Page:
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Will You Make This Pledge Every Time Your Spouse Pinches Your Air Hose?

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Leaders from different countries, such as the United States and France, have disagreements at times and do things that feel uncaring and dishonoring to each other. Each feels offended. However, allies always keep the larger alliance and friendship in mind. Though they may be miffed and enraged by comments and actions of the other, each absorbs the offense and forgives, for the sake of the bigger picture.

Bitterness and a punitive approach accomplishes little in the grander scheme. Because the two countries need each other, their leaders never lose sight of their basic goodwill toward each other. Furthermore, though both know the other acts in self-interest, they also know that their self-interest is best advanced when the other’s interest is furthered.

The same holds true in marriage. When a husband feels disrespected and a wife feels unloved, how will they react toward each other? As allies, it is vital that they keep the larger picture in mind. But as she needs love just as she needs air to breathe, and he needs respect just as he too needs air to breathe, when the other is “stepping on their air hose,” will they flail about violently taking out all in their path as they gasp for love and respect? Or will they keep in mind the bigger picture, the long-term relationship over the short-term moment?

Unlike a scuba diver who will actually die if he doesn’t get his oxygen flowing again, no husband or wife has ever died because of a moment of disrespect or unloving actions. But plenty of marriages have indeed been terminated in large part because of continuous runs on the Crazy Cycle that were expedited when one or both spouses did not keep the bigger picture in mind and refused to give the other the benefit of the doubt.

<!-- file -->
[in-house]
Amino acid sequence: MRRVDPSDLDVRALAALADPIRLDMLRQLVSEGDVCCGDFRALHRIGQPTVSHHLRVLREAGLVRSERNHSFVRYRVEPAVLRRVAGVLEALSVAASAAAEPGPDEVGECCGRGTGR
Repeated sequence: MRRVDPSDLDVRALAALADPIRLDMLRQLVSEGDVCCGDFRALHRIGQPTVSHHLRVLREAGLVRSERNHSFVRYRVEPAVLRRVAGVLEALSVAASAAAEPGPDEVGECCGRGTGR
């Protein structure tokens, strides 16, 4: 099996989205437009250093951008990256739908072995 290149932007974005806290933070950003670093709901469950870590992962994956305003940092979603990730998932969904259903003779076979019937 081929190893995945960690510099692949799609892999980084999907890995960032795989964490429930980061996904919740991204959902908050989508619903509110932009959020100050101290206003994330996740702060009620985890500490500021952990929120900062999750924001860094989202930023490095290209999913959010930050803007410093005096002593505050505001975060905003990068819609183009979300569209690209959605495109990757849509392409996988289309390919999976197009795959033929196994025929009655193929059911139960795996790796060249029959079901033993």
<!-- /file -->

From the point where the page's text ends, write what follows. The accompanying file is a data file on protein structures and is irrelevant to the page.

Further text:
As a goodwilled person who is married to another goodwilled person, would you consider making the following pledge to your spouse? I do not just mean to read it once and agree with it, but to print it out or type it out yourself, read it aloud to your spouse, and place it somewhere that you will be reminded of it daily?

As it says in the below pledge, your spouse is a sinner who sins, and so are you! You have both stepped on each other’s air hoses, and no matter how careful you are from here on out, you both will again. That is certain. The variable is in how you will respond the next time it happens to you. Instead of flailing about gasping for air, would you make the following pledge to your goodwilled spouse.

Though you stepped on my air hose . . .

  • I know you are a goodwilled person. I may not like what you did, but I won’t resent who you are. I will give you the benefit of the doubt.
  • I see that most often the deeper issue revolves around your need to feel loved or respected, not that you intended to be disrespectful or unloving.
  • You are feeling defensive and not intending to be offensive. You are trying to send me a message about your need, not that you intend to stomp on my need for love and respect.
  • I recognize that in many cases I have stepped on your air hose as well. Though you are in the wrong for what you did, I too have been wrong! We break even. The pot has no right to call the kettle black.
  • Because of your excessive self-interest (and because you are a sinner who sins!), I can confront your wrongdoing without escalating the tension. Accusing you of selfishness and impure motives proves nothing and only provokes. Such accusations render me ineffective in helping to correct your overreach. Instead I will seek to understand your interests but also convey mine so we can work on a win-win solution.
  • I need the good from your friendship more than I begrudge the bad in the relationship. Because long term there is more pleasure than pain in the friendship, I refuse to lose perspective and appreciation. That does not serve my best interests.

Unless there is a pattern of intentional, evil offenses, I will not allow myself to develop an unforgiving spirit. Such an unforgiving spirit exceeds the infraction. And, even where horribly wronged, I will not let my hurt build to the point of an unforgiving spirit since not only does that leave me ineffective in getting to your heart, it undermines my fellowship with God. An unforgiving spirit is incompatible with my communion with God.

Emerson Eggerichs, Ph.D.
Author, Speaker, Pastor

Questions to Consider